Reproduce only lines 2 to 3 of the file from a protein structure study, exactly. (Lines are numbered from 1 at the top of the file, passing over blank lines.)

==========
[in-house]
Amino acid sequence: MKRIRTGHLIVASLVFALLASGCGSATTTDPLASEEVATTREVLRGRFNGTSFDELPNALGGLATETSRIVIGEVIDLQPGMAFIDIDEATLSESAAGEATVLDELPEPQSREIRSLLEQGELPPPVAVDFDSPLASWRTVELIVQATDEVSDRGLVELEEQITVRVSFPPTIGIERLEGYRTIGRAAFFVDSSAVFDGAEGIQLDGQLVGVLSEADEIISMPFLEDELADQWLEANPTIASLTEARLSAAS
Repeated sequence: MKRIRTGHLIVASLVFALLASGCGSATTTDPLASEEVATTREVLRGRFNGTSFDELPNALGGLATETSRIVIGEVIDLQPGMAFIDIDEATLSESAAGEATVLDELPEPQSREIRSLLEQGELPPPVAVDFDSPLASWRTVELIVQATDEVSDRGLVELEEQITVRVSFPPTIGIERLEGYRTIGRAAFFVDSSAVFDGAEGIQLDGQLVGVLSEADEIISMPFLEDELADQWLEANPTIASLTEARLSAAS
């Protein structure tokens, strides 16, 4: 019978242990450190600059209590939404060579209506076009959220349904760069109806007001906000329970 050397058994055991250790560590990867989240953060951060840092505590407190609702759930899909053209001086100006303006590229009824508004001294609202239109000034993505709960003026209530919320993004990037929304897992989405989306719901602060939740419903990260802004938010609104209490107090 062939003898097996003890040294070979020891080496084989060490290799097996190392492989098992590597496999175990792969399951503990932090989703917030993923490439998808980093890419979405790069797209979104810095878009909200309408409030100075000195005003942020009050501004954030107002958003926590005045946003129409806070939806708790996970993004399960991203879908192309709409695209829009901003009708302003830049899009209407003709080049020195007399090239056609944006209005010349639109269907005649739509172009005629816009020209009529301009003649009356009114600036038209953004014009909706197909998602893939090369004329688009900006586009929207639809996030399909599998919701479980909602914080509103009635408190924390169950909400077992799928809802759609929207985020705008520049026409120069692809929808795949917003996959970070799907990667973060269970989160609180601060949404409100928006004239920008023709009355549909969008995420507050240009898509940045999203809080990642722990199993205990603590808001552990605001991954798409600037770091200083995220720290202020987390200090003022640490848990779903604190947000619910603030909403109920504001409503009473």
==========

Amino acid sequence: MKRIRTGHLIVASLVFALLASGCGSATTTDPLASEEVATTREVLRGRFNGTSFDELPNALGGLATETSRIVIGEVIDLQPGMAFIDIDEATLSESAAGEATVLDELPEPQSREIRSLLEQGELPPPVAVDFDSPLASWRTVELIVQATDEVSDRGLVELEEQITVRVSFPPTIGIERLEGYRTIGRAAFFVDSSAVFDGAEGIQLDGQLVGVLSEADEIISMPFLEDELADQWLEANPTIASLTEARLSAAS
Repeated sequence: MKRIRTGHLIVASLVFALLASGCGSATTTDPLASEEVATTREVLRGRFNGTSFDELPNALGGLATETSRIVIGEVIDLQPGMAFIDIDEATLSESAAGEATVLDELPEPQSREIRSLLEQGELPPPVAVDFDSPLASWRTVELIVQATDEVSDRGLVELEEQITVRVSFPPTIGIERLEGYRTIGRAAFFVDSSAVFDGAEGIQLDGQLVGVLSEADEIISMPFLEDELADQWLEANPTIASLTEARLSAAS